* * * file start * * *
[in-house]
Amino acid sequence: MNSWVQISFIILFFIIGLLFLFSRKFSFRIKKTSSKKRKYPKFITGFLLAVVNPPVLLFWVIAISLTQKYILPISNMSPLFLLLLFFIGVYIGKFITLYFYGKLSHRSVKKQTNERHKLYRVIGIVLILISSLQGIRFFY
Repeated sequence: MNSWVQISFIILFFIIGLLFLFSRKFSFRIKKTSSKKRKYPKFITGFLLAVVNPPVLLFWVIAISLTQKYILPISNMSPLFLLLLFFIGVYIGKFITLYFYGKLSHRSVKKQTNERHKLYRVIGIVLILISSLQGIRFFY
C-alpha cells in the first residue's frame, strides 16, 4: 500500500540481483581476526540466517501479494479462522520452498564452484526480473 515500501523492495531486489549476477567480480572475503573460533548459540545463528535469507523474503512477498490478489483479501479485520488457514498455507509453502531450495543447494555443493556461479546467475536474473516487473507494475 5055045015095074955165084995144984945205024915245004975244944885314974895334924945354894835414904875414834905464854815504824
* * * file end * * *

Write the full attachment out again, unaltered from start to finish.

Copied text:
[in-house]
Amino acid sequence: MNSWVQISFIILFFIIGLLFLFSRKFSFRIKKTSSKKRKYPKFITGFLLAVVNPPVLLFWVIAISLTQKYILPISNMSPLFLLLLFFIGVYIGKFITLYFYGKLSHRSVKKQTNERHKLYRVIGIVLILISSLQGIRFFY
Repeated sequence: MNSWVQISFIILFFIIGLLFLFSRKFSFRIKKTSSKKRKYPKFITGFLLAVVNPPVLLFWVIAISLTQKYILPISNMSPLFLLLLFFIGVYIGKFITLYFYGKLSHRSVKKQTNERHKLYRVIGIVLILISSLQGIRFFY
C-alpha cells in the first residue's frame, strides 16, 4: 500500500540481483581476526540466517501479494479462522520452498564452484526480473 515500501523492495531486489549476477567480480572475503573460533548459540545463528535469507523474503512477498490478489483479501479485520488457514498455507509453502531450495543447494555443493556461479546467475536474473516487473507494475 5055045015095074955165084995144984945205024915245004975244944885314974895334924945354894835414904875414834905464854815504824